Fig. 4. The sarcophagus of Aurelia Aurelia from Rózsadomb (‘Rose Hill’), set up by her father Aurelius Deipas mensor and mother Aelia Cashia(?). (Photograph by Péter Komjáthy)

 

Become an ancient engineer! 

How did they use the groma?

This time we will not be presenting tips on making a groma at home. Instead we will show you how the instrument was used with a short film shot on Flórián Square in Óbuda, in the southern part of the Aquincum legionary fortress with the help of re-enactors Attila Gonda, Vilmos Lenár, and Gergely Frits.

We can learn about how the groma was used from descriptions by ancient surveyors. The writings, documents and laws on surveying were compiled in the 5th century. This collection is called the Corpus Agrimensorum Romanorum, also known as the Gromatici veteres. Surveyors first plotted the two main axes, the cardo maximus and the decumanus maximus. These were oriented based on either the cardinal directions or other considerations, such as an existing road, important features of the terrain, or enemy territory. According to Hyginus Gromaticus, a writer on land-surveying, the best way of marking the cardinal points is to draw a circle on a flat surface and stick a shadow caster in the middle so that its shadow at times falls inside the circle. From sunrise we then observe the shortening of the shadow and mark the point where it reaches the circle. We similarly note when the shadow leaves the circle, marking that point as well. Once we marked the two points on the circle, we connect them with a straight line. We connect the midpoint of the line with the centre of the circle. This line (the north-south direction) marks the cardo, while a line drawn perpendicularly to it (the east-west direction) marks the decumanus. (I would like to thank Andrea Barta for translating the original Latin text.)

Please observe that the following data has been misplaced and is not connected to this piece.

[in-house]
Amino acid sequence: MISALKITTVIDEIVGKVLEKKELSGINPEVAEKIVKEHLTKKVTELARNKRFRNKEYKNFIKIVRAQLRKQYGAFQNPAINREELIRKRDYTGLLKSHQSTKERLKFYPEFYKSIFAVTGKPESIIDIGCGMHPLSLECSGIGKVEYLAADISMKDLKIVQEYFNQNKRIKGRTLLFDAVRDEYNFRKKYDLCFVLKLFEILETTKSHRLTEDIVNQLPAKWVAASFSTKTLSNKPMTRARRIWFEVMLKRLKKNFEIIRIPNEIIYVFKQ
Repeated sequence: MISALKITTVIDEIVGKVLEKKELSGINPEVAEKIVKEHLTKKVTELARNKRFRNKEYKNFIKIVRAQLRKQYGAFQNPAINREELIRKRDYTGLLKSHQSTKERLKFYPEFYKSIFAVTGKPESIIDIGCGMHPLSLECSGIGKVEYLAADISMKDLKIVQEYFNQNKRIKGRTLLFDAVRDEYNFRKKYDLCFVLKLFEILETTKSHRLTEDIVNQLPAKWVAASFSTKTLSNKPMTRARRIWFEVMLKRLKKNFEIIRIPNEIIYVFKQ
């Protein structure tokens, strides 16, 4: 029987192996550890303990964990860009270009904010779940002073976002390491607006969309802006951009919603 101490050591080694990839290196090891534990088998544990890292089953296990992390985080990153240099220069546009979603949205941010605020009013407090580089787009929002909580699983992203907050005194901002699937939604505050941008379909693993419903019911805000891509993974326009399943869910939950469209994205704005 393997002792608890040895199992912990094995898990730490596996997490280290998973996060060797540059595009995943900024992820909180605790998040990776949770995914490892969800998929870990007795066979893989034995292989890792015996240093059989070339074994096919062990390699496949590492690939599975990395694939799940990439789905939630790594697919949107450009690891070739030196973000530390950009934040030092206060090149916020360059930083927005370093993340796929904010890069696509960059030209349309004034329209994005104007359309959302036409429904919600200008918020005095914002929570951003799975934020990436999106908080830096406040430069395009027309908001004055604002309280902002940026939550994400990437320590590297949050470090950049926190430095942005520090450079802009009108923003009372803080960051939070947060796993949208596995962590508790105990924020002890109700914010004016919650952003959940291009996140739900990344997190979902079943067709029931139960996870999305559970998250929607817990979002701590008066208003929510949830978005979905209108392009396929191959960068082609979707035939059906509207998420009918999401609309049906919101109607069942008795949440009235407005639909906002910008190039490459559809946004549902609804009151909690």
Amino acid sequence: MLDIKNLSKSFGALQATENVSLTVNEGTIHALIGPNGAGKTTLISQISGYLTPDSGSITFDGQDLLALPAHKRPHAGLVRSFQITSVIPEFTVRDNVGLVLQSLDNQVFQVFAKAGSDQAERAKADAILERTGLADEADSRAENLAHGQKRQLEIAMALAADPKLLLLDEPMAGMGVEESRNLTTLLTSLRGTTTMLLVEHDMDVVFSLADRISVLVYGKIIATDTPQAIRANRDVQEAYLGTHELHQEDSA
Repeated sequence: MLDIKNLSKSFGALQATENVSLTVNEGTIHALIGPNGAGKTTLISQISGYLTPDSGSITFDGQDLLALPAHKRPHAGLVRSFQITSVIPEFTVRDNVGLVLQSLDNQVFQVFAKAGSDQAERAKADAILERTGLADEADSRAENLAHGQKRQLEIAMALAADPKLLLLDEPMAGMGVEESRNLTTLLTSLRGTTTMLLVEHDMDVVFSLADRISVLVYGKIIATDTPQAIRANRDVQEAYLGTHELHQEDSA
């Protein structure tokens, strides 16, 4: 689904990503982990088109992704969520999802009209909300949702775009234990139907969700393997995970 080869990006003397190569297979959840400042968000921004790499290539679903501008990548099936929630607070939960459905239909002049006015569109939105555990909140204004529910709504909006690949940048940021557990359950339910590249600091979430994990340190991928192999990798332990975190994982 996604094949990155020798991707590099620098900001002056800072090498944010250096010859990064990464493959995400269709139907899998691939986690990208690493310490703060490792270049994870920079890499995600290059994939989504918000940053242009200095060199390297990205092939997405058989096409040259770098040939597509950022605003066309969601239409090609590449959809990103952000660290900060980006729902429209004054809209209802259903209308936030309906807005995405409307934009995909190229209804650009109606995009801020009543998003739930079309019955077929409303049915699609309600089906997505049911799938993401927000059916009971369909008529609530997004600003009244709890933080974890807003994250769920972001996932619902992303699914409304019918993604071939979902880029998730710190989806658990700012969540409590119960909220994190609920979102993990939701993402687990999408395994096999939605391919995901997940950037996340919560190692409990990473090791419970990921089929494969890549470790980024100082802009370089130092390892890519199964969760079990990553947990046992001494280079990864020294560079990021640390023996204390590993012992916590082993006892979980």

The starting point of survey, also called the groma, was marked with a marker or a pole. For making a precise mark, a fifth plummet hanging from the middle of the instrument could also be used. This indicated the position of the middle of the cross, the so-called umbilicus soli on the ground. For the surveying work afterwards this plummet was removed; no such piece was discovered with the Pompeii find either. During the survey, the surveyor stood next to the groma, while his assistant walked ahead a given number of paces in the required direction carrying ranging poles. The surveyor could plot a straight line by looking through two strings hanging from opposite ends of the groma. The two strings and the ranging pole held by the assistant had to be on the same line. When this happened, the point was marked and the process was carried out again a given distance away until the straight line had been plotted for the required area. Afterwards, they plotted lines perpendicular to this straight line. They did this by looking through the other pair of strings hanging from the groma and set the next ranging pole accordingly. After plotting the lines, they also carried out checks on the way back. Furthermore, given that the two pairs of plummets from the Pompeii find were of different shapes, some believe that at a certain point they would also turn the stella around to verify the plotted lines and, more precisely, the accuracy of the instrument. Once the two main axes had been marked from the groma point, they then continued at a given distance away from these – e.g. 2400 feet away in the case of dividing up the lands around settlements – to plot the other directions and routes.